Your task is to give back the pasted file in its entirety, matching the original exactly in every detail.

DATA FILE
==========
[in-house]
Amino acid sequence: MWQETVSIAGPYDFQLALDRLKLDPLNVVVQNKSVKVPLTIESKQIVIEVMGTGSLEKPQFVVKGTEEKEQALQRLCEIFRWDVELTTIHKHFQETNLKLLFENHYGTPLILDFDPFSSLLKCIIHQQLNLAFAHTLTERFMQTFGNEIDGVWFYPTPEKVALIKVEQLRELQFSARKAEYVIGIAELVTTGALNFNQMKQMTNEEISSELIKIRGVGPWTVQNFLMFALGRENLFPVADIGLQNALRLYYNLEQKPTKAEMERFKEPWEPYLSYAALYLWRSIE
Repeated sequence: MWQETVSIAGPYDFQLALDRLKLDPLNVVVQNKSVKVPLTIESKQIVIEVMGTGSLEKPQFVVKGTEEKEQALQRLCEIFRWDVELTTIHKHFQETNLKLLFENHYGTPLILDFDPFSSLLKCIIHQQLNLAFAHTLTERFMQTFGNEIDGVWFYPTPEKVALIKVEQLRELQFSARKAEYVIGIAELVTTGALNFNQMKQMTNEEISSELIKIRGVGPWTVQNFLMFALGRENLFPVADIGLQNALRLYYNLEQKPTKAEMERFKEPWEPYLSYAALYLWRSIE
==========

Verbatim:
[in-house]
Amino acid sequence: MWQETVSIAGPYDFQLALDRLKLDPLNVVVQNKSVKVPLTIESKQIVIEVMGTGSLEKPQFVVKGTEEKEQALQRLCEIFRWDVELTTIHKHFQETNLKLLFENHYGTPLILDFDPFSSLLKCIIHQQLNLAFAHTLTERFMQTFGNEIDGVWFYPTPEKVALIKVEQLRELQFSARKAEYVIGIAELVTTGALNFNQMKQMTNEEISSELIKIRGVGPWTVQNFLMFALGRENLFPVADIGLQNALRLYYNLEQKPTKAEMERFKEPWEPYLSYAALYLWRSIE
Repeated sequence: MWQETVSIAGPYDFQLALDRLKLDPLNVVVQNKSVKVPLTIESKQIVIEVMGTGSLEKPQFVVKGTEEKEQALQRLCEIFRWDVELTTIHKHFQETNLKLLFENHYGTPLILDFDPFSSLLKCIIHQQLNLAFAHTLTERFMQTFGNEIDGVWFYPTPEKVALIKVEQLRELQFSARKAEYVIGIAELVTTGALNFNQMKQMTNEEISSELIKIRGVGPWTVQNFLMFALGRENLFPVADIGLQNALRLYYNLEQKPTKAEMERFKEPWEPYLSYAALYLWRSIE